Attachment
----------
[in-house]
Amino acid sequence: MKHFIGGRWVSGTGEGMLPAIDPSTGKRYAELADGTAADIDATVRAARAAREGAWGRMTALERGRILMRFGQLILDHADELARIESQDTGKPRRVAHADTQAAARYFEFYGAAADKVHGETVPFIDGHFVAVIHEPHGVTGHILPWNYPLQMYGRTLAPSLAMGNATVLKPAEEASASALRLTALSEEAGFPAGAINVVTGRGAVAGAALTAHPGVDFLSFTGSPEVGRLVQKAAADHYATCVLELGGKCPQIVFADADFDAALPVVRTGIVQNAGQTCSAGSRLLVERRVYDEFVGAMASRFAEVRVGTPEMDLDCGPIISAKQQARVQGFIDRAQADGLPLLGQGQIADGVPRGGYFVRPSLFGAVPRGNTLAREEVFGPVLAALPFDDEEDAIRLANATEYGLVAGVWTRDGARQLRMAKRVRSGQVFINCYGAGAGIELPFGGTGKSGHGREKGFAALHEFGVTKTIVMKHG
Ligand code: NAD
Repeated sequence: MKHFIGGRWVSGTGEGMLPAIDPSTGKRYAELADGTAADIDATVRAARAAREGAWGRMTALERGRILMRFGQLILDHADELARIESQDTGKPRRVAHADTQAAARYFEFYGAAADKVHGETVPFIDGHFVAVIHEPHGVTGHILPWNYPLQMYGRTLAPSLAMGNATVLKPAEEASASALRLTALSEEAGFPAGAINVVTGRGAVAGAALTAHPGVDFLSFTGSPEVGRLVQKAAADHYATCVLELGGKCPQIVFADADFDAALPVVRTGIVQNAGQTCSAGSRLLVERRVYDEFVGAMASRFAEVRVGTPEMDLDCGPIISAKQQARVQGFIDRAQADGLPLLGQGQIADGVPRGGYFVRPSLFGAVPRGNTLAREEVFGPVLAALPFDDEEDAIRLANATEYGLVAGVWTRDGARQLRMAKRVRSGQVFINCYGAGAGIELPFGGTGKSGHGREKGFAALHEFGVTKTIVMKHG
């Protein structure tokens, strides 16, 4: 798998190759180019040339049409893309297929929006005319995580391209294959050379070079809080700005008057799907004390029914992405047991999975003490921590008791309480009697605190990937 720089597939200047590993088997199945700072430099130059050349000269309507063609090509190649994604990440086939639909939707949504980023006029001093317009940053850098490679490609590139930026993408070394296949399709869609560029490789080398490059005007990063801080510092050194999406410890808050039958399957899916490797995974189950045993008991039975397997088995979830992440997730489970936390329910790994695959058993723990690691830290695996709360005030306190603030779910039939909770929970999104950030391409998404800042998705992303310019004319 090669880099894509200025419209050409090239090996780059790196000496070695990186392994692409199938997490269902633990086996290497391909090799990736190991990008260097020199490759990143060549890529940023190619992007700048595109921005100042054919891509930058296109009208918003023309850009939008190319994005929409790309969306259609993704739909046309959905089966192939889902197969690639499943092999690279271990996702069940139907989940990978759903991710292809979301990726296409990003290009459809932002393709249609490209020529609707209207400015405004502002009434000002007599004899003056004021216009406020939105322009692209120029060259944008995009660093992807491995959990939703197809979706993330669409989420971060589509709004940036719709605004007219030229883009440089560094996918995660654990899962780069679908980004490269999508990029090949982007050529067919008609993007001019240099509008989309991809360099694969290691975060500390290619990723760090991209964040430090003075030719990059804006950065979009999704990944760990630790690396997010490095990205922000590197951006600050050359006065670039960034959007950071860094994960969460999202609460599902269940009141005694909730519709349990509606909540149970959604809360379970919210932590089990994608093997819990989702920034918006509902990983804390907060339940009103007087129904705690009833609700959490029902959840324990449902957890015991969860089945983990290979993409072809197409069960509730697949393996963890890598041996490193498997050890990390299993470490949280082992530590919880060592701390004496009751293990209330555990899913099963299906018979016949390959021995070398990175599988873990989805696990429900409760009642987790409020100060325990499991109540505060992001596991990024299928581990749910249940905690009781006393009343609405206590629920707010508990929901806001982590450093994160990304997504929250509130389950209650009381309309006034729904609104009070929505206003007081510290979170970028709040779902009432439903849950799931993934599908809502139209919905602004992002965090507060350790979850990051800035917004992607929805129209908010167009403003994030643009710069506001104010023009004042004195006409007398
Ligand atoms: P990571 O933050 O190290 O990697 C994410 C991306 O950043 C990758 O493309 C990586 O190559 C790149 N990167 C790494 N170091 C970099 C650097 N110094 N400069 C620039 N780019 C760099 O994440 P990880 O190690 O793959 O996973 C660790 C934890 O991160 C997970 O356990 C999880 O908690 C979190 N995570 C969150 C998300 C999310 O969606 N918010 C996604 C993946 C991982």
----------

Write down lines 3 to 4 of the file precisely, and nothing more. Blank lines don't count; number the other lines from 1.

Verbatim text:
Ligand code: NAD
Repeated sequence: MKHFIGGRWVSGTGEGMLPAIDPSTGKRYAELADGTAADIDATVRAARAAREGAWGRMTALERGRILMRFGQLILDHADELARIESQDTGKPRRVAHADTQAAARYFEFYGAAADKVHGETVPFIDGHFVAVIHEPHGVTGHILPWNYPLQMYGRTLAPSLAMGNATVLKPAEEASASALRLTALSEEAGFPAGAINVVTGRGAVAGAALTAHPGVDFLSFTGSPEVGRLVQKAAADHYATCVLELGGKCPQIVFADADFDAALPVVRTGIVQNAGQTCSAGSRLLVERRVYDEFVGAMASRFAEVRVGTPEMDLDCGPIISAKQQARVQGFIDRAQADGLPLLGQGQIADGVPRGGYFVRPSLFGAVPRGNTLAREEVFGPVLAALPFDDEEDAIRLANATEYGLVAGVWTRDGARQLRMAKRVRSGQVFINCYGAGAGIELPFGGTGKSGHGREKGFAALHEFGVTKTIVMKHG